...). Up to now, solid immersion lens imaging systems have relied upon cantilever-mounted SILs that are difficult to integrate into microfluidic systems and require an extra alignment step with external optics...

  12. 2-D Laser-Calibrated Doppler Images of HeII and CIII Emission on DIII-D

    Science.gov (United States)

    Allen, S. L.; Samuell, Cameron; Meyer, W. H.

    2017-10-01

    Recent improvements to the DIII-D CIS system have reduced the error bars of the inferred Doppler velocity by over an order of magnitude, i.e. to 0.1 km/s. Coherence imaging of plasma emission superimposes an interferogram on the plasma image, and the interferometer phase is a sensitive measure of the central wavelength of the emission. A tuneable diode laser calibration image at 465 nm is automatically acquired between plasma shots and provides the rest wavelength in the lab frame; the wavelength is measured with a wavemeter to 0.01 pm. The interferometer is stabilized mechanically and thermally with a unique system so that the interferometer drift between calibrations is small. These improvements have enabled tomographically inverted images of main ion He II parallel flow in the divertor during He plasma operation. The parallel flow, as expected, is observed to depend on the direction of the B × ∇B drift, which is reversed by changing the direction of the toroidal field. For many conditions, the C III Doppler velocity is also in the same direction as the main ion. Work supported by the US DOE under DE-FC02-04ER54698 and DE-AC52-07NA27344. LLNL-ABS-88688.

  13. ToF-SIMS and laser-SNMS analysis of Madin-Darby canine kidney II cells with silver nanoparticles using an argon cluster ion beam.

    Science.gov (United States)

    Nees, Ricarda; Pelster, Andreas; Körsgen, Martin; Jungnickel, Harald; Luch, Andreas; Galla, Hans-Joachim; Arlinghaus, Heinrich F

    2015-06-15

    The use of nanoparticles is one of the fastest expanding fields in industrial as well as in medical applications, owing to their remarkable characteristics. Silver nanoparticles (AgNPs) are among the most-commercialized nanoparticles because of their antibacterial effects. Laser postionization secondary neutral mass spectrometry (laser-SNMS) and time-of-flight secondary ion mass spectrometry in combination with argon cluster ion sputtering was used for the first time to investigate the effects of AgNPs on Madin-Darby canine kidney (MDCK) II cells. Depth profiles and high-resolution three dimensional (3D) images of nanoparticles and organic compounds from cells were obtained using an Ar cluster ion beam for sputtering and Bi3 (+) primary ions for the analysis. The 3D distribution of AgNPs and other organic compounds in MDCK II cells could be readily detected with very high efficiency, sensitivity, and submicron lateral resolution. The argon cluster ion beam is well suited for the sputtering of biological samples. It enables a high sample removal rate along with low molecular degradation. The outer membrane, the cytoplasm, and the nuclei of the cells could be clearly visualized using the signals PO(+) and C3H8N(+) or CN(+) and C3H8N(+). The laser-SNMS images showed unambiguously that AgNPs are incorporated by MDCK II cells and often form silver aggregates with a diameter of a few micrometers, mainly close to the outside of the cell nuclei.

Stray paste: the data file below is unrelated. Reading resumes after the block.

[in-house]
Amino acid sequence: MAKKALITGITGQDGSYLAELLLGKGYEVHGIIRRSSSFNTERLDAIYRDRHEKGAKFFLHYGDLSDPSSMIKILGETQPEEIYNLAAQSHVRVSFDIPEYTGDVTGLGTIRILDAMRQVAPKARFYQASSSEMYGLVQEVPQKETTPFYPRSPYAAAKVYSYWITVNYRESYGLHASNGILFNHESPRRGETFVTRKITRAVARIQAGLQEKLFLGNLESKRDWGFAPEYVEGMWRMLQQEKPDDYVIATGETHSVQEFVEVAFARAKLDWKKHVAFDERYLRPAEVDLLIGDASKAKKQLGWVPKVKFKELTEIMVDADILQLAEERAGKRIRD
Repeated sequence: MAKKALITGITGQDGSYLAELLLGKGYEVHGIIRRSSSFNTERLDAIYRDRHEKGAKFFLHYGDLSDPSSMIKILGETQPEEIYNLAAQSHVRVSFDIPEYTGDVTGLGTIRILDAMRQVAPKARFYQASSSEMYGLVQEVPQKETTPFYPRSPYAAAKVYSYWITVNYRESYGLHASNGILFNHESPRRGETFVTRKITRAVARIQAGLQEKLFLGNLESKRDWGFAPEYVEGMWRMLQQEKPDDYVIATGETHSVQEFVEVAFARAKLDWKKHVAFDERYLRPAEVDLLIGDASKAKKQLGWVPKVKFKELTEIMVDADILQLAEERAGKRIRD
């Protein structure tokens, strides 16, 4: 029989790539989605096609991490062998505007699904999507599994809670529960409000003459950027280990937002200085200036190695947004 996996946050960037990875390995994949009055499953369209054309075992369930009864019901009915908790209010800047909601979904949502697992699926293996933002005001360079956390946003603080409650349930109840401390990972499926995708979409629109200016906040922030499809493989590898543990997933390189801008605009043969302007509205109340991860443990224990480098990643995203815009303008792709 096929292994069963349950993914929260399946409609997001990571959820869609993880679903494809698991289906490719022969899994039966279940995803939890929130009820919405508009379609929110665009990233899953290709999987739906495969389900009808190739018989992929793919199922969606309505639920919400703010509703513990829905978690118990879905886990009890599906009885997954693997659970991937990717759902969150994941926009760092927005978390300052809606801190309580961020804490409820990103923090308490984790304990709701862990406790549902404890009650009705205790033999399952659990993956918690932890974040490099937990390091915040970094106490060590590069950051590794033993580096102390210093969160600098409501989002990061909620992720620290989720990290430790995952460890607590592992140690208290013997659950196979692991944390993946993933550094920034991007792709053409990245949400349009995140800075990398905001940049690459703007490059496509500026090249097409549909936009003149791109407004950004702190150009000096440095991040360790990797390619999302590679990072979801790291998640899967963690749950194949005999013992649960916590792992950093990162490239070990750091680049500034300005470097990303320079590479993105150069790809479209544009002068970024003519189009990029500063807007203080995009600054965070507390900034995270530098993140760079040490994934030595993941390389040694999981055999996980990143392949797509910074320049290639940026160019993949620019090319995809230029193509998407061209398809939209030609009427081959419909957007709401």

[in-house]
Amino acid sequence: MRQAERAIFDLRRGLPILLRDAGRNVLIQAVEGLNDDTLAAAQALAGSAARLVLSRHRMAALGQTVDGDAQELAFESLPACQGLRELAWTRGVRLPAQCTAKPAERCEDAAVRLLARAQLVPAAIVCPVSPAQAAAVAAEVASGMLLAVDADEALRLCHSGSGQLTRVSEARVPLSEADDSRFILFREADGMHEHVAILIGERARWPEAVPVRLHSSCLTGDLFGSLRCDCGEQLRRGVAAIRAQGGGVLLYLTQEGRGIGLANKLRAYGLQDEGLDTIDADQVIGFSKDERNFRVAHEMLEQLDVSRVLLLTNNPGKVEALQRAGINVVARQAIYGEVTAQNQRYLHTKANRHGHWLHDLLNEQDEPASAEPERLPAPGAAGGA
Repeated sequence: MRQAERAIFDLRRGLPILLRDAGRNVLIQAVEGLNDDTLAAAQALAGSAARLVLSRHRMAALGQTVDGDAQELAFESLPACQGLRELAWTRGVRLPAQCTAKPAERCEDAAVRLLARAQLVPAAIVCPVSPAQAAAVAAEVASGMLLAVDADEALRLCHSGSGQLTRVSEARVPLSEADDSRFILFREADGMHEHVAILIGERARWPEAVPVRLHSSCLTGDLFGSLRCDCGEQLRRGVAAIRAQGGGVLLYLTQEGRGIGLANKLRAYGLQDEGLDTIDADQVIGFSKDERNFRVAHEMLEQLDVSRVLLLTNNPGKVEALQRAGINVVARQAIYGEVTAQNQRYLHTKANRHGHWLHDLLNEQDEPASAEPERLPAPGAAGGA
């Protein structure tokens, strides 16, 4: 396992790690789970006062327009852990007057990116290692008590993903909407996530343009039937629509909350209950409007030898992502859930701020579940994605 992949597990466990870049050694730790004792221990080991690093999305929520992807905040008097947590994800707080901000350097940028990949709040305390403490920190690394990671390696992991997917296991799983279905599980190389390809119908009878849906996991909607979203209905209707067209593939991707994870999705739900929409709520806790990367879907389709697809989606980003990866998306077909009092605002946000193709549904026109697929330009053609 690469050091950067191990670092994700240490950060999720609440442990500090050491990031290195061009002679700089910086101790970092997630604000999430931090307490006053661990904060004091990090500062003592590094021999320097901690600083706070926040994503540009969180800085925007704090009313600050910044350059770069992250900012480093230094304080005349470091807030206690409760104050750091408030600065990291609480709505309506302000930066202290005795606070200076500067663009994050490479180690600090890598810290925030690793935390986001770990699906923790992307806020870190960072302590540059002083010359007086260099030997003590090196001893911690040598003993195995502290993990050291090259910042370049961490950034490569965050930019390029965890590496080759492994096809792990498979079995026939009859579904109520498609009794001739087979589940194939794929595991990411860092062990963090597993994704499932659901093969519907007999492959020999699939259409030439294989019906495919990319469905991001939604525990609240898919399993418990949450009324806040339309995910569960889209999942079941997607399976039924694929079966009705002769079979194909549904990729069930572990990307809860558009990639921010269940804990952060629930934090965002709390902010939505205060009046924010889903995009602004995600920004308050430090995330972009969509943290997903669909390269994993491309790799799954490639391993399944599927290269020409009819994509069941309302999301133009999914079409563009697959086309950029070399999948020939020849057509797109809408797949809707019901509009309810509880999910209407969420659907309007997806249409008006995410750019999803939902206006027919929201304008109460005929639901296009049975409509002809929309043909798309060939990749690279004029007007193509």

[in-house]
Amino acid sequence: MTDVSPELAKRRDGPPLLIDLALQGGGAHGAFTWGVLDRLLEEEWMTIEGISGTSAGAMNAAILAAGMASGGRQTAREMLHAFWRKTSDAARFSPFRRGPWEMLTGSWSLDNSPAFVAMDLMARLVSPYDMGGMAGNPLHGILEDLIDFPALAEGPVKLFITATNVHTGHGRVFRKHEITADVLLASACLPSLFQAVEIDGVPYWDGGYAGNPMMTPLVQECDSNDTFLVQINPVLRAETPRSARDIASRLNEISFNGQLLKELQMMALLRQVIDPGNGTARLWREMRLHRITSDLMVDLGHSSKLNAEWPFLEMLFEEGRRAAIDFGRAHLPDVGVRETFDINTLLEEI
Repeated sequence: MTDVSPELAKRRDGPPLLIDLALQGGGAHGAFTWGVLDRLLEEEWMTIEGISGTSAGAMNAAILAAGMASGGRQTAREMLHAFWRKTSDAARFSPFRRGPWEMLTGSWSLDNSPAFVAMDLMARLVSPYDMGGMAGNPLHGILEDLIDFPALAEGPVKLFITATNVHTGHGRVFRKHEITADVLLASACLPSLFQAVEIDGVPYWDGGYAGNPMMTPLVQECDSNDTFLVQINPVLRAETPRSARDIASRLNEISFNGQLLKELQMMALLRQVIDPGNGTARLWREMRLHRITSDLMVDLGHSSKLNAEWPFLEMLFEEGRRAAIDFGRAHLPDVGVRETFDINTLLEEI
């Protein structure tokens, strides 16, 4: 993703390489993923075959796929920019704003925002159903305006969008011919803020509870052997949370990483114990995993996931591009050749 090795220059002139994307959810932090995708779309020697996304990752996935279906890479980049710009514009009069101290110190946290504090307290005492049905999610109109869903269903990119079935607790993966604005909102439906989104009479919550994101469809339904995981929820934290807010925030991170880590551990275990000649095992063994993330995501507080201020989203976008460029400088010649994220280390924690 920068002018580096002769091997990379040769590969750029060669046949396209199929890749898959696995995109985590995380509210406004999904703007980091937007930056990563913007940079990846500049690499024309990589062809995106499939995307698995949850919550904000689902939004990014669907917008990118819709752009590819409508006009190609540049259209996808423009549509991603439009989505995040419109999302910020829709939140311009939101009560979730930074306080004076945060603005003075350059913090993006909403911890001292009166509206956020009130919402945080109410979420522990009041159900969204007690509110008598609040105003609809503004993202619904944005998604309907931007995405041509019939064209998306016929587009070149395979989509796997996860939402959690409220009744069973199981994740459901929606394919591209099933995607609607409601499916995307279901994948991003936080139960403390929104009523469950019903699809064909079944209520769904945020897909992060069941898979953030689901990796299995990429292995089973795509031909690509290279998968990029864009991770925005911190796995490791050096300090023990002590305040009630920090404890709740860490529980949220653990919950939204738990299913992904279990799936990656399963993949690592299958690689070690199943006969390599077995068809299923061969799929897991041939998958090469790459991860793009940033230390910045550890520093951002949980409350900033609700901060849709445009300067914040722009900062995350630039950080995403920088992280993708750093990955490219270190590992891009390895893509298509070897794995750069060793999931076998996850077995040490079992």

14. Novel tunable dynamic tweezers using dark-bright soliton collision control in an optical add/drop filter.

    Science.gov (United States)

    Teeka, Chat; Jalil, Muhammad Arif; Yupapin, Preecha P; Ali, Jalil

    2010-12-01

    We propose a novel system of the dynamic optical tweezers generated by a dark soliton in the fiber optic loop. A dark soliton known as an optical tweezer is amplified and tuned within the microring resonator system. The required tunable tweezers with different widths and powers can be controlled. The analysis of dark-bright soliton conversion using a dark soliton pulse propagating within a microring resonator system is analyzed. The dynamic behaviors of soliton conversion in add/drop filter is also analyzed. The control dark soliton is input into the system via the add port of the add/drop filter. The dynamic behavior of the dark-bright soliton conversion is observed. The required stable signal is obtained via a drop and throughput ports of the add/drop filter with some suitable parameters. In application, the trapped light/atom and transportation can be realized by using the proposed system.